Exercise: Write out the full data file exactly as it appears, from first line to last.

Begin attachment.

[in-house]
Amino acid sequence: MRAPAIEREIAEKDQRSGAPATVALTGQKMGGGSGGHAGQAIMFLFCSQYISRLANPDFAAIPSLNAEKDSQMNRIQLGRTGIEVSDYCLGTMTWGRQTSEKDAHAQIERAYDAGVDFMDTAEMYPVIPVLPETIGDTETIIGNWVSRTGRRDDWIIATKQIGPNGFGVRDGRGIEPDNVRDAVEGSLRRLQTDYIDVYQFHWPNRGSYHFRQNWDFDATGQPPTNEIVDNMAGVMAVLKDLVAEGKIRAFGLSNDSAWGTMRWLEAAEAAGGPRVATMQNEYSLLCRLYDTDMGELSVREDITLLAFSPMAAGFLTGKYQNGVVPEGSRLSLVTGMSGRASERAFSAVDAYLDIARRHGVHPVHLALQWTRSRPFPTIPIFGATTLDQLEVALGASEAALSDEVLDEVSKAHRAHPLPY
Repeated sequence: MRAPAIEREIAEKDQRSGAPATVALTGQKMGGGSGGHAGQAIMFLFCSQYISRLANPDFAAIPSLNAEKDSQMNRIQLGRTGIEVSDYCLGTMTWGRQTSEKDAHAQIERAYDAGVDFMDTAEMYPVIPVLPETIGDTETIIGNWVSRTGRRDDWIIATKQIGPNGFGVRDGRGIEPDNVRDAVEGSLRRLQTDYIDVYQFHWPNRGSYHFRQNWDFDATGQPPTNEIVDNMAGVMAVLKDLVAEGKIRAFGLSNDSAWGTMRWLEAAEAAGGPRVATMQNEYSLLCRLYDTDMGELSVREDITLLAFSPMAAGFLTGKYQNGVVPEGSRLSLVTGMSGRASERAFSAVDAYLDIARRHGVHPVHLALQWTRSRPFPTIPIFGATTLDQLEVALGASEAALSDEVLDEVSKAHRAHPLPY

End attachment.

[in-house]
Amino acid sequence: MRAPAIEREIAEKDQRSGAPATVALTGQKMGGGSGGHAGQAIMFLFCSQYISRLANPDFAAIPSLNAEKDSQMNRIQLGRTGIEVSDYCLGTMTWGRQTSEKDAHAQIERAYDAGVDFMDTAEMYPVIPVLPETIGDTETIIGNWVSRTGRRDDWIIATKQIGPNGFGVRDGRGIEPDNVRDAVEGSLRRLQTDYIDVYQFHWPNRGSYHFRQNWDFDATGQPPTNEIVDNMAGVMAVLKDLVAEGKIRAFGLSNDSAWGTMRWLEAAEAAGGPRVATMQNEYSLLCRLYDTDMGELSVREDITLLAFSPMAAGFLTGKYQNGVVPEGSRLSLVTGMSGRASERAFSAVDAYLDIARRHGVHPVHLALQWTRSRPFPTIPIFGATTLDQLEVALGASEAALSDEVLDEVSKAHRAHPLPY
Repeated sequence: MRAPAIEREIAEKDQRSGAPATVALTGQKMGGGSGGHAGQAIMFLFCSQYISRLANPDFAAIPSLNAEKDSQMNRIQLGRTGIEVSDYCLGTMTWGRQTSEKDAHAQIERAYDAGVDFMDTAEMYPVIPVLPETIGDTETIIGNWVSRTGRRDDWIIATKQIGPNGFGVRDGRGIEPDNVRDAVEGSLRRLQTDYIDVYQFHWPNRGSYHFRQNWDFDATGQPPTNEIVDNMAGVMAVLKDLVAEGKIRAFGLSNDSAWGTMRWLEAAEAAGGPRVATMQNEYSLLCRLYDTDMGELSVREDITLLAFSPMAAGFLTGKYQNGVVPEGSRLSLVTGMSGRASERAFSAVDAYLDIARRHGVHPVHLALQWTRSRPFPTIPIFGATTLDQLEVALGASEAALSDEVLDEVSKAHRAHPLPY